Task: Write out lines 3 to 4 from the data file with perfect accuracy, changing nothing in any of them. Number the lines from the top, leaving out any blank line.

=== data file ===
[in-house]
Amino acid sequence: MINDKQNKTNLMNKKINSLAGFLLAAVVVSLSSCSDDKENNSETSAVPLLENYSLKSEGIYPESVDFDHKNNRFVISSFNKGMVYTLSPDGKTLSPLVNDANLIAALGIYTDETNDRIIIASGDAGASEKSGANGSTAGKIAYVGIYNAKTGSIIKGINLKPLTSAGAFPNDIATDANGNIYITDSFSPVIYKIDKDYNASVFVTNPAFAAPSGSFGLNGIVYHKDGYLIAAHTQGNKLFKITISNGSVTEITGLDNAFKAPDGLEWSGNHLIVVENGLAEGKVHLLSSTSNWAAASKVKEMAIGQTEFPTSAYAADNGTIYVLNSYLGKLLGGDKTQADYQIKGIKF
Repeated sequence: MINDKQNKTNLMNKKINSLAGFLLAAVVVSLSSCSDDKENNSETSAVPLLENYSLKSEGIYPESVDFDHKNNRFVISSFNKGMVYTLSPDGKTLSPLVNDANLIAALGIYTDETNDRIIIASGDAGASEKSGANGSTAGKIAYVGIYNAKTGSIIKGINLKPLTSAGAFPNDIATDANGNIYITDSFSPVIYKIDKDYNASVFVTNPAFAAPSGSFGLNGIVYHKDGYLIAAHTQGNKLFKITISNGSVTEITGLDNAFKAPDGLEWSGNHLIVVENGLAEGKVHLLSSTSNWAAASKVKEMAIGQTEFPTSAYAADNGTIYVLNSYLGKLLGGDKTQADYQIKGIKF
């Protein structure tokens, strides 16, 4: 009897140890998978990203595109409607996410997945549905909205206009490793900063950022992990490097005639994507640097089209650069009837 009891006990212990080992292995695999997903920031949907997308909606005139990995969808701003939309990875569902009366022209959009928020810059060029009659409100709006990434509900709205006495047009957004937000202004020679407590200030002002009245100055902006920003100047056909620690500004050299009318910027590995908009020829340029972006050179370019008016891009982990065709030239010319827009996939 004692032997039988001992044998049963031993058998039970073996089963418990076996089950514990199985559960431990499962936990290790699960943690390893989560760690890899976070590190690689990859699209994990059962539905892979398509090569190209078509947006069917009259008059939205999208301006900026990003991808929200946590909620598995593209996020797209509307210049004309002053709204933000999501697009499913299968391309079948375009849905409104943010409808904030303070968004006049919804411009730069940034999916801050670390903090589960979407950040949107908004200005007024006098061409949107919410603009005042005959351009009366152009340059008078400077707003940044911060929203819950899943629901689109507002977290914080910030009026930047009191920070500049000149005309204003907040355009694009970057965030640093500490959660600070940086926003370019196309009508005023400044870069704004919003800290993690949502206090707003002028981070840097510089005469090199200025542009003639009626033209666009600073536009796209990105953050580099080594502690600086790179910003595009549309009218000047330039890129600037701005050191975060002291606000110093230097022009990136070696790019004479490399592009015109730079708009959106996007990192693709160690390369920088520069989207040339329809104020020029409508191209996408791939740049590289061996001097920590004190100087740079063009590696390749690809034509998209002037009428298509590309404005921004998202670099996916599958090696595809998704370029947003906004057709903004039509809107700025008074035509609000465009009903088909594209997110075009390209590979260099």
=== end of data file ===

Repeated sequence: MINDKQNKTNLMNKKINSLAGFLLAAVVVSLSSCSDDKENNSETSAVPLLENYSLKSEGIYPESVDFDHKNNRFVISSFNKGMVYTLSPDGKTLSPLVNDANLIAALGIYTDETNDRIIIASGDAGASEKSGANGSTAGKIAYVGIYNAKTGSIIKGINLKPLTSAGAFPNDIATDANGNIYITDSFSPVIYKIDKDYNASVFVTNPAFAAPSGSFGLNGIVYHKDGYLIAAHTQGNKLFKITISNGSVTEITGLDNAFKAPDGLEWSGNHLIVVENGLAEGKVHLLSSTSNWAAASKVKEMAIGQTEFPTSAYAADNGTIYVLNSYLGKLLGGDKTQADYQIKGIKF
């Protein structure tokens, strides 16, 4: 009897140890998978990203595109409607996410997945549905909205206009490793900063950022992990490097005639994507640097089209650069009837 009891006990212990080992292995695999997903920031949907997308909606005139990995969808701003939309990875569902009366022209959009928020810059060029009659409100709006990434509900709205006495047009957004937000202004020679407590200030002002009245100055902006920003100047056909620690500004050299009318910027590995908009020829340029972006050179370019008016891009982990065709030239010319827009996939 004692032997039988001992044998049963031993058998039970073996089963418990076996089950514990199985559960431990499962936990290790699960943690390893989560760690890899976070590190690689990859699209994990059962539905892979398509090569190209078509947006069917009259008059939205999208301006900026990003991808929200946590909620598995593209996020797209509307210049004309002053709204933000999501697009499913299968391309079948375009849905409104943010409808904030303070968004006049919804411009730069940034999916801050670390903090589960979407950040949107908004200005007024006098061409949107919410603009005042005959351009009366152009340059008078400077707003940044911060929203819950899943629901689109507002977290914080910030009026930047009191920070500049000149005309204003907040355009694009970057965030640093500490959660600070940086926003370019196309009508005023400044870069704004919003800290993690949502206090707003002028981070840097510089005469090199200025542009003639009626033209666009600073536009796209990105953050580099080594502690600086790179910003595009549309009218000047330039890129600037701005050191975060002291606000110093230097022009990136070696790019004479490399592009015109730079708009959106996007990192693709160690390369920088520069989207040339329809104020020029409508191209996408791939740049590289061996001097920590004190100087740079063009590696390749690809034509998209002037009428298509590309404005921004998202670099996916599958090696595809998704370029947003906004057709903004039509809107700025008074035509609000465009009903088909594209997110075009390209590979260099």